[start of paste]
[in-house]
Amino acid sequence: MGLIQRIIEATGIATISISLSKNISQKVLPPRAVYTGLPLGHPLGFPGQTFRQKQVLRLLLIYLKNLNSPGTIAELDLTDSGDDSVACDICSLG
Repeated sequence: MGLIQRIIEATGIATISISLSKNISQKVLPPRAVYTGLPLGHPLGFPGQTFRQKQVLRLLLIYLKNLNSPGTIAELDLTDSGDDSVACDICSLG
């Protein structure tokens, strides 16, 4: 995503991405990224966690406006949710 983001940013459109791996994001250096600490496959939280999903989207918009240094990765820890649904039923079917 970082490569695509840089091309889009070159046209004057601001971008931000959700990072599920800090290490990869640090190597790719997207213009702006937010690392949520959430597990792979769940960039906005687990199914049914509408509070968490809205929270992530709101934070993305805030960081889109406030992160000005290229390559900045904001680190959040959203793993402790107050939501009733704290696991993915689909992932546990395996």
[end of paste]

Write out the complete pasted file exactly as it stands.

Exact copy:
[in-house]
Amino acid sequence: MGLIQRIIEATGIATISISLSKNISQKVLPPRAVYTGLPLGHPLGFPGQTFRQKQVLRLLLIYLKNLNSPGTIAELDLTDSGDDSVACDICSLG
Repeated sequence: MGLIQRIIEATGIATISISLSKNISQKVLPPRAVYTGLPLGHPLGFPGQTFRQKQVLRLLLIYLKNLNSPGTIAELDLTDSGDDSVACDICSLG
């Protein structure tokens, strides 16, 4: 995503991405990224966690406006949710 983001940013459109791996994001250096600490496959939280999903989207918009240094990765820890649904039923079917 970082490569695509840089091309889009070159046209004057601001971008931000959700990072599920800090290490990869640090190597790719997207213009702006937010690392949520959430597990792979769940960039906005687990199914049914509408509070968490809205929270992530709101934070993305805030960081889109406030992160000005290229390559900045904001680190959040959203793993402790107050939501009733704290696991993915689909992932546990395996």